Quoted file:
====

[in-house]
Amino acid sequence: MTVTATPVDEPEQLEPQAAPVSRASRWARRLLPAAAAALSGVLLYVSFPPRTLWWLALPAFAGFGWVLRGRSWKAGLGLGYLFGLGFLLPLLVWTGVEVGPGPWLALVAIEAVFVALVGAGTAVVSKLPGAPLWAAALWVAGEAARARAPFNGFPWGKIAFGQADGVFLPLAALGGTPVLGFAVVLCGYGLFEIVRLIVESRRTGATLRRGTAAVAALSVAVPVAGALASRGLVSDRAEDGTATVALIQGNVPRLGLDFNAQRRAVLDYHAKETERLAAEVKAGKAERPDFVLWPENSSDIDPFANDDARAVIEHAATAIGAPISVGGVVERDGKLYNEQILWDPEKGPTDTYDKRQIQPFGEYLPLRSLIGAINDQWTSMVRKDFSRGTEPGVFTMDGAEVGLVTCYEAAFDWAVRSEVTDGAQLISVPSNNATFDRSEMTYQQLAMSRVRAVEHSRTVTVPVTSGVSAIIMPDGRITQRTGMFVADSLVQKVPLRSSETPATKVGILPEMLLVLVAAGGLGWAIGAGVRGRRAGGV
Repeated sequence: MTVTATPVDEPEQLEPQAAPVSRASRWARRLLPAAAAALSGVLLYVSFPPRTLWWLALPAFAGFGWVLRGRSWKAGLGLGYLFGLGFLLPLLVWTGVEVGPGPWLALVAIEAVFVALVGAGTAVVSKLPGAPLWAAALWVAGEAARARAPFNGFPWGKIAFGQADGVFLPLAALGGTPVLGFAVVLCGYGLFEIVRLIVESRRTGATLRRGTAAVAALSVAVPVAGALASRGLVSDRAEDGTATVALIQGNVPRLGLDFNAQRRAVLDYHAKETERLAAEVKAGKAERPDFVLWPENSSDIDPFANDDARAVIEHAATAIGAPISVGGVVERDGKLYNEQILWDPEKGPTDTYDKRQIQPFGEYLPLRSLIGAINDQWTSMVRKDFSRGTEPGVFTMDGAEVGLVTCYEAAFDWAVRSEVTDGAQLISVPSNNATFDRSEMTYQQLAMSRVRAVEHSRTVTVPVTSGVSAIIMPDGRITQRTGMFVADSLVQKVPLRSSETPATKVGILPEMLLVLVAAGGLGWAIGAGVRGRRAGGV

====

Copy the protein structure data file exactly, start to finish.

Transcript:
[in-house]
Amino acid sequence: MTVTATPVDEPEQLEPQAAPVSRASRWARRLLPAAAAALSGVLLYVSFPPRTLWWLALPAFAGFGWVLRGRSWKAGLGLGYLFGLGFLLPLLVWTGVEVGPGPWLALVAIEAVFVALVGAGTAVVSKLPGAPLWAAALWVAGEAARARAPFNGFPWGKIAFGQADGVFLPLAALGGTPVLGFAVVLCGYGLFEIVRLIVESRRTGATLRRGTAAVAALSVAVPVAGALASRGLVSDRAEDGTATVALIQGNVPRLGLDFNAQRRAVLDYHAKETERLAAEVKAGKAERPDFVLWPENSSDIDPFANDDARAVIEHAATAIGAPISVGGVVERDGKLYNEQILWDPEKGPTDTYDKRQIQPFGEYLPLRSLIGAINDQWTSMVRKDFSRGTEPGVFTMDGAEVGLVTCYEAAFDWAVRSEVTDGAQLISVPSNNATFDRSEMTYQQLAMSRVRAVEHSRTVTVPVTSGVSAIIMPDGRITQRTGMFVADSLVQKVPLRSSETPATKVGILPEMLLVLVAAGGLGWAIGAGVRGRRAGGV
Repeated sequence: MTVTATPVDEPEQLEPQAAPVSRASRWARRLLPAAAAALSGVLLYVSFPPRTLWWLALPAFAGFGWVLRGRSWKAGLGLGYLFGLGFLLPLLVWTGVEVGPGPWLALVAIEAVFVALVGAGTAVVSKLPGAPLWAAALWVAGEAARARAPFNGFPWGKIAFGQADGVFLPLAALGGTPVLGFAVVLCGYGLFEIVRLIVESRRTGATLRRGTAAVAALSVAVPVAGALASRGLVSDRAEDGTATVALIQGNVPRLGLDFNAQRRAVLDYHAKETERLAAEVKAGKAERPDFVLWPENSSDIDPFANDDARAVIEHAATAIGAPISVGGVVERDGKLYNEQILWDPEKGPTDTYDKRQIQPFGEYLPLRSLIGAINDQWTSMVRKDFSRGTEPGVFTMDGAEVGLVTCYEAAFDWAVRSEVTDGAQLISVPSNNATFDRSEMTYQQLAMSRVRAVEHSRTVTVPVTSGVSAIIMPDGRITQRTGMFVADSLVQKVPLRSSETPATKVGILPEMLLVLVAAGGLGWAIGAGVRGRRAGGV